We further note with interest the Report’s reference to the expansion of assistance by middle-income countries in regions such as Asia, Middle East and Latin America. This trend will open up new vistas in the world of international development aid and make a unique contribution to the realization of the MDGs.
We welcome that the Report has focused mainly on human-centered development strategies. It is a source of particular satisfaction that the Report highlights issues that directly impact the lives of ordinary people as well as community-based assistance. Japan feels that the MDGs can only be achieved by protecting people against threats to their well-being while empowering them to deal with such threats by themselves. This approach is exactly in line with the concept of “human security” that Japan has been promoting.
Japan is in the firm belief that nation-building begins with human capacity-building and stresses on the assistance in the area such as education and training. By promoting capacity building, sound ownership will be fostered. Ownership is indispensable to the realization of the MDGs and sustainable development. Development cooperation must encourage and promote ownership. The Report correctly points out that the primary responsibility for achieving the MDGs lies with each developing country. From this viewpoint, we consider that the most important aspect of NEPAD can be said to lie in its status as an embodiment of African ownership, which we respect and support through the TICAD process.
Based on the achievements made through the TICAD process, Japan is currently developing a comprehensive aid package for Africa. On this occasion, I would like to announce that Japan is launching the “African Village Initiative” as a part of the package. This initiative, based on the notion of human security, aims at empowering local communities to meet their own needs in close collaboration with other partners. It will take the form of a combination of a core project and a series of multi-sectoral projects. For example, a school construction project is implemented in close collaboration with some supporting program such as school meal programs, well excavation and health care services so that it empowers the entire community with the school as its core. Experimental project of this kind has already been implemented. In Thaiba Ndiaya village in Senegal, for example, people there initially organized the water association to maintain and manage a water tower extended by Japan’s ODA. Through the activities under the association, they have voluntarily started engaging in commerce and investing in the improvement of the village’s basic infrastructure with a view to development of the entire community. With such a success story in mind, we will be promoting and expanding this initiative in other parts of Africa.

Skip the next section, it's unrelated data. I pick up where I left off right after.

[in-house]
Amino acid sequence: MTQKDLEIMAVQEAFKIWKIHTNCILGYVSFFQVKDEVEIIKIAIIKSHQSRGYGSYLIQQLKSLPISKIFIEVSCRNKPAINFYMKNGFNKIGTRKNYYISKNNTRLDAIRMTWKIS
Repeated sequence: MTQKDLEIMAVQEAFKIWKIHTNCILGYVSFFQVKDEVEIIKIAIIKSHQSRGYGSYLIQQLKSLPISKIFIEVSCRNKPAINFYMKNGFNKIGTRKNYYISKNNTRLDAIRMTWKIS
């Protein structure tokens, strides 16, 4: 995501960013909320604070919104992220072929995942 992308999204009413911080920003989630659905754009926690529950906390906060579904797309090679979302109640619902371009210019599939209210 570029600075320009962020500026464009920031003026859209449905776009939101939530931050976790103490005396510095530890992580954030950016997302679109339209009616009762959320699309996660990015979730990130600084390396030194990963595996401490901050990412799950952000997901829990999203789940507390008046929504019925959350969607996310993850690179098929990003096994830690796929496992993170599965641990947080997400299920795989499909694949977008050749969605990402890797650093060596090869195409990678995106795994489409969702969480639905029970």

As for “Quick Wins” actions, which provide interesting approach for development, Japan has been implementing same types of programs, particularly in an effort for the provision of anti-malaria bed-net illustrated as an example in health sector. Today, I am pleased to announce that Japan has decided to provide 10 million bed net by 2007 in light of the threat of malaria that Africa is now facing. This initiative will help to protect approximately 40 million people against malaria.
As the Report indicates, good governance is central to sustainable development and the effective use of aid, and we agree on this point. On the other hand, it should be noted that it is in poorly governed countries, in particular failed states and states in post-conflict transition, that people are often in most desperate need of assistance.
The recent Indian Ocean Tsunami disaster has tragically illustrated that humankind is never totally safe from threats posed by natural disasters, which can have a major adverse impact on progress achieved in development and efforts towards realizing the MDGs. According to the Secretary-General’s report in 2004, economic losses resulting from natural disasters totaled US$65 billion in 2003 alone. It is vital for the realization of the MDGs that disaster prevention and mitigation be properly incorporated into national development planning. Japan brought forth the “Initiative for Disaster Reduction” at the UN World Conference on Disaster Reduction held in Kobe in January, which stresses the importance of community-based disaster reduction efforts, and is providing its ODA with more emphasis on disaster reduction in the context of sustainable development. These examples of efforts in the areas of disaster reduction and governance clearly indicate that development issues that are not highlighted in the MDGs should be also actively addressed for the realization of the MDGs.
In conclusion, I would like to reiterate Japan’s commitment to the Monterrey Consensus and the Johannesburg Plan of Implemention, as well as the MDGs. Japan remains the second largest donor overall and is also among the largest donors in the priority sectors outlined in the MDGs, which include education, water, public health and environment.
As demonstrated by its reconstruction assistance in Iraq and its rapid response to the earthquake off Sumatra and the ensuing tsunami disaster in the Indian Ocean, Japan has been addressing such crucial issues in an expeditious and determined way. Japan will also continue to make such resolved effort to achieve the MDGs. To that end, we will strive for increasing the level of ODA. As the Report indicates, peace and development are two sides of the same coin, and Japan is fully committed to ensuring the peace, security and prosperity of the international community by devoting itself to development cooperation.
As the MDGs are indeed a great challenge that need to be won in the global scale, more comprehensive approach should be explored to address financial needs. Japan will engage itself with every interested stakeholder to that end.